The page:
What GAO Found
The Environmental Protection Agency (EPA) has implemented all of the recommendations GAO made in its May 2011 report to improve the Unregulated Contaminant Monitoring Rule (UCMR) program. In that report, GAO recommended that EPA (1) monitor for the full 30 contaminants allowed by statute, (2) monitor for most or all contaminants using a more robust monitoring approach, and (3) select sufficiently sensitive minimum reporting levels (MRL) for monitoring contaminants. EPA now requires public water systems to monitor for 30 contaminants in the UCMR3 program, using its most robust monitoring approach for a majority of these contaminants, and setting MRLs as low as can be reliably measured, according to EPA. The Safe Drinking Water Act (SDWA) requires EPA to vary the monitoring frequency based on the type of contaminant likely to be found, but EPA used a standard monitoring frequency for all contaminants. This may result in inaccurate estimates of the occurrence of sporadically occurring microbes (e.g., viruses) or pesticides, according to experts GAO surveyed and studies it reviewed. In such cases, the monitoring data may not provide reliable estimates of contaminant occurrence.
EPA used 10 factors to select the 30 contaminants for UCMR3, but its selection process faced some limitations. Officials told GAO that the contaminants did not have to meet all 10 of the selection factors to be chosen, but 3 were very important (1) the availability of an analytical method to detect contaminants, (2) the reliability of health effects information on the contaminants, and (3) the need for data to support regulatory determinations for priority contaminants. However, EPA is limited by a statutory cap of 30 contaminants every 5 years, which restricts its ability to collect data on additional contaminants that could have been monitored for little additional cost. SDWA's legislative history reflected concerns with the ability of public water systems to absorb such costs, but many of the analytical methods EPA is using for UCMR3 are able to test a single sample of drinking water for more than one contaminant at a time. However, because of the limit of 30, EPA cannot always take advantage of this efficiency and is unable to gain economies of scale using monitoring that is already under way.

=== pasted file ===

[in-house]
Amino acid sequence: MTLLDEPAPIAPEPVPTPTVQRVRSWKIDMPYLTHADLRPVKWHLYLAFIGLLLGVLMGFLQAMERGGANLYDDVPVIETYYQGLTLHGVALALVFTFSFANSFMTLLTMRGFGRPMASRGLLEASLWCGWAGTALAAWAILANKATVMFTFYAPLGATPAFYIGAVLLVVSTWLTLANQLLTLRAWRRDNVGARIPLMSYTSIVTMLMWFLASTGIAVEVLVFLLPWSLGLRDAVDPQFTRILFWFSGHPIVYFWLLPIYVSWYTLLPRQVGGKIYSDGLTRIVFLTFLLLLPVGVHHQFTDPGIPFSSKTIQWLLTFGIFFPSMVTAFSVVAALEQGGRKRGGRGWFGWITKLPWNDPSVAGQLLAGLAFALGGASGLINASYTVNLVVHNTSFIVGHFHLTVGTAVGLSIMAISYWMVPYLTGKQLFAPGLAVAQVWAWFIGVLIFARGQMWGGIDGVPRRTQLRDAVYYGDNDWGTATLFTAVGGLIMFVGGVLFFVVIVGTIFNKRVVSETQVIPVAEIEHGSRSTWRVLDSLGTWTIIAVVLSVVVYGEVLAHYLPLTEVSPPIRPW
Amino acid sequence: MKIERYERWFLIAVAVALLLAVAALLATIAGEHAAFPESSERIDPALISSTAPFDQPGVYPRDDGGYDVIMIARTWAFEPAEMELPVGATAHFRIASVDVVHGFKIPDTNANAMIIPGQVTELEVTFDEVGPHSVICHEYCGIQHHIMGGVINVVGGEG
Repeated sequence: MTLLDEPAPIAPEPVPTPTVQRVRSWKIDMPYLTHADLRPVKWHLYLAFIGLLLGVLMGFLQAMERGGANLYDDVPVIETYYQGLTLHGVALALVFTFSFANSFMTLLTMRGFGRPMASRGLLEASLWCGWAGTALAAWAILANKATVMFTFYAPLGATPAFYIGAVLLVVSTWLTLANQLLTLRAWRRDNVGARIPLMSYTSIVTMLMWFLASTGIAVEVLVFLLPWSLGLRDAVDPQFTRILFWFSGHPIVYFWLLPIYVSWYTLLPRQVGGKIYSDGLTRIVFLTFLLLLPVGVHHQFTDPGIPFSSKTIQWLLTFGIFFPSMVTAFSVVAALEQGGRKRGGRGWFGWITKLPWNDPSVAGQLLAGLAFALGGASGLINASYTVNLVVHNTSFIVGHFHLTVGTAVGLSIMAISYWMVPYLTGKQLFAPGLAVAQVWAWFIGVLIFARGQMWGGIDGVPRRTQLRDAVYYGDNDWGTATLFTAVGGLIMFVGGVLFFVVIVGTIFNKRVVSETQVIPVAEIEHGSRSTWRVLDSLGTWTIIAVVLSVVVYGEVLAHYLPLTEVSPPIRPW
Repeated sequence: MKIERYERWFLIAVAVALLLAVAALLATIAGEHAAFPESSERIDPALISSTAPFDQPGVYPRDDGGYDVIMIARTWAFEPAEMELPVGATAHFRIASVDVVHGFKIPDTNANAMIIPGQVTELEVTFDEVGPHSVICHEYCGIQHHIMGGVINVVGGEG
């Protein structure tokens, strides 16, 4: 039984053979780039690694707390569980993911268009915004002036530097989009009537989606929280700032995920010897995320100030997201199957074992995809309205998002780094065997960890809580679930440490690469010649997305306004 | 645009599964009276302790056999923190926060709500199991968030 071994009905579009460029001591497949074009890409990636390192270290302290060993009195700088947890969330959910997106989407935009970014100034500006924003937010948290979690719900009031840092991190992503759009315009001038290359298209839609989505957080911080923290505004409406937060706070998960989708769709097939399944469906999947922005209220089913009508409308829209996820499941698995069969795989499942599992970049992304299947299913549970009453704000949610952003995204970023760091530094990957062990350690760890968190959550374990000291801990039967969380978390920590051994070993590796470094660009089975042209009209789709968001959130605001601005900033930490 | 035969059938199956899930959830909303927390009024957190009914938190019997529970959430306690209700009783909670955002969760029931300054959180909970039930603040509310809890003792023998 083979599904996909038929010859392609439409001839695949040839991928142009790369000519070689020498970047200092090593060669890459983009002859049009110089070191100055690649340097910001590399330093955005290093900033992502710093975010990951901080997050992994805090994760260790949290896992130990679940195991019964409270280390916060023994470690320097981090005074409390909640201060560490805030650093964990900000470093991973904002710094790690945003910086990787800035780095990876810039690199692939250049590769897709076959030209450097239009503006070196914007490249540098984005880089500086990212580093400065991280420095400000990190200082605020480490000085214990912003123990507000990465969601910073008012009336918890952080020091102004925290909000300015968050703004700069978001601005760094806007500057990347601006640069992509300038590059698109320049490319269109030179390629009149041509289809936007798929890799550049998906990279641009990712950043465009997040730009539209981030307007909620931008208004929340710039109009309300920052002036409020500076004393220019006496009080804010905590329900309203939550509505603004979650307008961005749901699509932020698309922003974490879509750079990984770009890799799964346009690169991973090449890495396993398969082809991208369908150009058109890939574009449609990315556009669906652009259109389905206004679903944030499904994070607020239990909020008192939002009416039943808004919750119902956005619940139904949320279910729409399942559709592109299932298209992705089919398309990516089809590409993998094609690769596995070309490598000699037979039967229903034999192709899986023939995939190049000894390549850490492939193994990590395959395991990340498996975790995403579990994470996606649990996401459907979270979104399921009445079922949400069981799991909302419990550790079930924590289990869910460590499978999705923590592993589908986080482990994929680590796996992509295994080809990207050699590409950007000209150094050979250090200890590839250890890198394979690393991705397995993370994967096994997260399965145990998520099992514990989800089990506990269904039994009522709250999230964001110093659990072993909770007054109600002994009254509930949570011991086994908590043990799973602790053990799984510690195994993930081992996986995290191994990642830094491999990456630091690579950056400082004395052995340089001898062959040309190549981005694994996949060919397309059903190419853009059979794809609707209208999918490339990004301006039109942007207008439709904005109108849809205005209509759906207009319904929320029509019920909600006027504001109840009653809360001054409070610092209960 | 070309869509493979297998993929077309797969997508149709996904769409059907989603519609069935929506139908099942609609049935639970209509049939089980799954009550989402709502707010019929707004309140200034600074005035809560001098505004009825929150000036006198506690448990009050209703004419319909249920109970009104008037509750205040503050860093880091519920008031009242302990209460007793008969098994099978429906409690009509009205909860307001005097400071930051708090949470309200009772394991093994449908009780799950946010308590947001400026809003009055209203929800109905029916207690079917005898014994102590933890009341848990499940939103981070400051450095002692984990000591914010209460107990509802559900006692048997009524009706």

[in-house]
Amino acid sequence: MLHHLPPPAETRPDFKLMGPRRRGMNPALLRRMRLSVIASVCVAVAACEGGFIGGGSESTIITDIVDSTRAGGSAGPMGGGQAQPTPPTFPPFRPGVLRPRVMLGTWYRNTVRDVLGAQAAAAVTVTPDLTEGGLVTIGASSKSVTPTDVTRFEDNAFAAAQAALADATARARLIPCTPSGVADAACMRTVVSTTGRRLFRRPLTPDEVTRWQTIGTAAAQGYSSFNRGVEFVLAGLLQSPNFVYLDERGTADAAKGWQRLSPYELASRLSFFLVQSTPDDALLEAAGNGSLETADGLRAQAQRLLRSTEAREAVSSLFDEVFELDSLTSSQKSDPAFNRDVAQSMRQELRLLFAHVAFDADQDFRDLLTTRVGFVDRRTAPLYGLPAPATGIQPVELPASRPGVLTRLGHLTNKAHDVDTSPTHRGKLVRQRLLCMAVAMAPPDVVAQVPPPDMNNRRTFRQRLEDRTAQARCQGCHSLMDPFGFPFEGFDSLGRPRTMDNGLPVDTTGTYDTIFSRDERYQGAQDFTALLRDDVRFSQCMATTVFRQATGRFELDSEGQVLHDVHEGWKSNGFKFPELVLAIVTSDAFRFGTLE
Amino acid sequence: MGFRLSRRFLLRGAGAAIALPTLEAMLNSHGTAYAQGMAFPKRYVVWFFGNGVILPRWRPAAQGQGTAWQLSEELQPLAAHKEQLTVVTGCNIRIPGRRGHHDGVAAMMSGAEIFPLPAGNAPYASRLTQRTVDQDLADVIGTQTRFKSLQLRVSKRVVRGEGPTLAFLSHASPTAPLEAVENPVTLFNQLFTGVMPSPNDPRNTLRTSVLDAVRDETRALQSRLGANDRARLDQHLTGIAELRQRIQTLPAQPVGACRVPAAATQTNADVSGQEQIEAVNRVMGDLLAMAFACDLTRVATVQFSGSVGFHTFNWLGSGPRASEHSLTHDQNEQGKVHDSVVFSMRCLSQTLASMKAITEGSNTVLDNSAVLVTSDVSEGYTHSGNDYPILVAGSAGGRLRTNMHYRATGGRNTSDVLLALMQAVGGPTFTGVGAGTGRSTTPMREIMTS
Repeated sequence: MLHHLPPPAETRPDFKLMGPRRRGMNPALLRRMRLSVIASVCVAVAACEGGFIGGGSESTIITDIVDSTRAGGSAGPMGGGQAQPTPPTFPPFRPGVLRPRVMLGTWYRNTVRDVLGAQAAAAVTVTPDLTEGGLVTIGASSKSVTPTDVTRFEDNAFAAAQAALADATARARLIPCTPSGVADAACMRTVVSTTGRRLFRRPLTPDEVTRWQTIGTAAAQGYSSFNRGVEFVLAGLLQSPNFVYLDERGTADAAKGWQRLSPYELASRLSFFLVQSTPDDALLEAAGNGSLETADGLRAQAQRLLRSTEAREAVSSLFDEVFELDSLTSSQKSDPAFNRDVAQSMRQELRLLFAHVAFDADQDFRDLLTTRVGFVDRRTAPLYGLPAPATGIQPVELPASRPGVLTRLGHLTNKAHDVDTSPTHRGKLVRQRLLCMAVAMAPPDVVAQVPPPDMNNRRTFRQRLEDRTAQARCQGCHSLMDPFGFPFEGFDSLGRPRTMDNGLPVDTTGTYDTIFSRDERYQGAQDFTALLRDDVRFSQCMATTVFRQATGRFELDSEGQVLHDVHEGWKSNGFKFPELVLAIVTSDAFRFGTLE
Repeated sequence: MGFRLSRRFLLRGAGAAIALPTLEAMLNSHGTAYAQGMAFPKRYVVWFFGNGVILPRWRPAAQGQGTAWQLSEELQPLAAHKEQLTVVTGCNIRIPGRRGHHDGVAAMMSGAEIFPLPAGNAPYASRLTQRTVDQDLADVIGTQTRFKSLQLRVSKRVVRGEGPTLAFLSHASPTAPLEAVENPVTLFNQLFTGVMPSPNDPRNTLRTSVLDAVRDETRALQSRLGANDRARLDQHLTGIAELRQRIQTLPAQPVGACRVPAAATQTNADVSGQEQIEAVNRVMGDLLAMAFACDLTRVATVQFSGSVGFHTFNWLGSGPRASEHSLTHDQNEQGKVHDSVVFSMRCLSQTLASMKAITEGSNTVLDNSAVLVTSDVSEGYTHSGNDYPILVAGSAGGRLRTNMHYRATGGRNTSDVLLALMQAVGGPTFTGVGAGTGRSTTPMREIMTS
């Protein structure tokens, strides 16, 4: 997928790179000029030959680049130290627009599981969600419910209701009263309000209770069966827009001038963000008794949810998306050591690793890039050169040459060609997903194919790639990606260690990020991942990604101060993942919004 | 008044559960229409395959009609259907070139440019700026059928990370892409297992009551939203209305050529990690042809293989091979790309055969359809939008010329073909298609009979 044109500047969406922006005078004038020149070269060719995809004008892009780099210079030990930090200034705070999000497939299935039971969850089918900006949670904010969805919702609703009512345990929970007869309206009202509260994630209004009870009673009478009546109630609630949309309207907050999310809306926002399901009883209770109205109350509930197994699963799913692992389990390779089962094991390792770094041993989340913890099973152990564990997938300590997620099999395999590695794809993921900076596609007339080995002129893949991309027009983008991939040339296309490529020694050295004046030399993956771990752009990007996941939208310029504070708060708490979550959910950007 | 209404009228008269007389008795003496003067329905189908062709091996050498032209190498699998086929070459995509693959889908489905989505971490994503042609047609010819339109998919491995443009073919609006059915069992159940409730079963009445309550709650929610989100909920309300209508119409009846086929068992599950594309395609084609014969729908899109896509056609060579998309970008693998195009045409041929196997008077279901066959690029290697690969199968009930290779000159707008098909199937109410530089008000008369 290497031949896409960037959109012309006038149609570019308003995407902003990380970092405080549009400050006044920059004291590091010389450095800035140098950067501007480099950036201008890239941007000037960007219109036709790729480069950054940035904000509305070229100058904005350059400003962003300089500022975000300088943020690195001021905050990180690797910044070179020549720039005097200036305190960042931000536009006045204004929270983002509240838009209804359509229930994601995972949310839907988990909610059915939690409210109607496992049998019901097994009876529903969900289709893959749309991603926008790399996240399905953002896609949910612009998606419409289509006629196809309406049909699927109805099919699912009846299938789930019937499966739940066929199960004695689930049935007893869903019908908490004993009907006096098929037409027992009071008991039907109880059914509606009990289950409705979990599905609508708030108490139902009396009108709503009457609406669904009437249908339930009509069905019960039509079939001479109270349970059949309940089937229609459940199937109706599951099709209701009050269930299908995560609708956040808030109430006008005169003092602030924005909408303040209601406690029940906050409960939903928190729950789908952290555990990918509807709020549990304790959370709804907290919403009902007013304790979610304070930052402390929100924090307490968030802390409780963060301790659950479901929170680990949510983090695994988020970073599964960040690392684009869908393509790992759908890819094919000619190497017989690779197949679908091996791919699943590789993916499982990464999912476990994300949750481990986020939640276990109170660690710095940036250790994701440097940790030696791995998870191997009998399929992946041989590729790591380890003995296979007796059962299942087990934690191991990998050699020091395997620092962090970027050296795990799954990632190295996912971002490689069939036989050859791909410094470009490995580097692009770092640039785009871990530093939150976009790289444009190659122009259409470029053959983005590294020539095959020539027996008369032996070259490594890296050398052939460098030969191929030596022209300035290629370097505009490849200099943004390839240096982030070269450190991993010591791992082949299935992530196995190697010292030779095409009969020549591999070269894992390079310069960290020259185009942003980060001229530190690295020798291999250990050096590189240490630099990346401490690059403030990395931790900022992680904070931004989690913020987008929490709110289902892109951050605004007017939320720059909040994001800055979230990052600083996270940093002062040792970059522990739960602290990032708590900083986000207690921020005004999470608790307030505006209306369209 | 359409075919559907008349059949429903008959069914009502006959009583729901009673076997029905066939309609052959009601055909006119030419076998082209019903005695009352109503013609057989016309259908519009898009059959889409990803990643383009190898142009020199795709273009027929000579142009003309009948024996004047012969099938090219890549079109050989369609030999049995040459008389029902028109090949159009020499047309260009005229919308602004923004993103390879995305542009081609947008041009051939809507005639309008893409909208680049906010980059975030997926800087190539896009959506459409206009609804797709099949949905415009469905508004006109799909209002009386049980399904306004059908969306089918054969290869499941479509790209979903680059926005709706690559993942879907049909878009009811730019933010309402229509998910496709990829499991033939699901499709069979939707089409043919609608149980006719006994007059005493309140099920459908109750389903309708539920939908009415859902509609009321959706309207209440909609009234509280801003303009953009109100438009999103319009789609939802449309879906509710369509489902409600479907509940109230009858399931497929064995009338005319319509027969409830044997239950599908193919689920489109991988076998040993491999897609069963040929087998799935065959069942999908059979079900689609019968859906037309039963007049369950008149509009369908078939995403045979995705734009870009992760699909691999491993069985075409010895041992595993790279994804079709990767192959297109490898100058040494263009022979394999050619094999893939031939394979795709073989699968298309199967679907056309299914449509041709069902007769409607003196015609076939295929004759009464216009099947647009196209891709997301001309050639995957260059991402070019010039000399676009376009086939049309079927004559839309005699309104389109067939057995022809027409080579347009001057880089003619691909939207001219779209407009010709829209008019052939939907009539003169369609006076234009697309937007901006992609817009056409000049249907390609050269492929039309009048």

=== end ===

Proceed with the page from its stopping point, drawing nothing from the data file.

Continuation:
EPA uses UCMR data to support regulatory determinations but faces a time lag when doing so. EPA has used UCMR data to support 10 out of 12 regulatory determinations it has made since 2008 and is currently using UCMR data to inform the determinations expected in 2015. However, a time lag between the statutory deadline for making regulatory determinations and when UCMR data are available delays determinations on given contaminants until the following cycle. The 2-year time frame SDWA originally established from the time EPA publishes the UCMR list to when it makes regulatory determinations has not provided enough time for the agency to incorporate the UCMR data into the determinations. The UCMR3 monitoring, data collection, and analysis overlap with the time when EPA will be making its regulatory determinations for contaminants from its most recent Contaminant Candidate List. Consequently, UCMR data are not available to support regulatory determinations for contaminants during the cycle in which they are monitored; rather, UCMR data typically are not used until the next cycle. EPA officials told GAO that most of the UCMR3 data, which are being collected from 2013 to 2015, will be used to support the regulatory determinations it expects to issue in 2020 instead of 2015.
Why GAO Did This Study
EPA's UCMR program collects data on unregulated contaminants in the nation's drinking water. EPA uses these data and other information to make regulatory determinations-- decisions on whether to regulate additional drinking water contaminants. It is currently in its third data collection cycle, UCMR3.
GAO was asked to examine the UCMR program. This report examines: (1) the extent to which EPA implemented GAO's prior recommendations to improve the program and opportunities, if any, to strengthen it further; (2) the factors EPA considered when it selected the UCMR3 contaminants and the limitations, if any, it faced in selecting them; and (3) the extent to which UCMR data support regulatory determinations.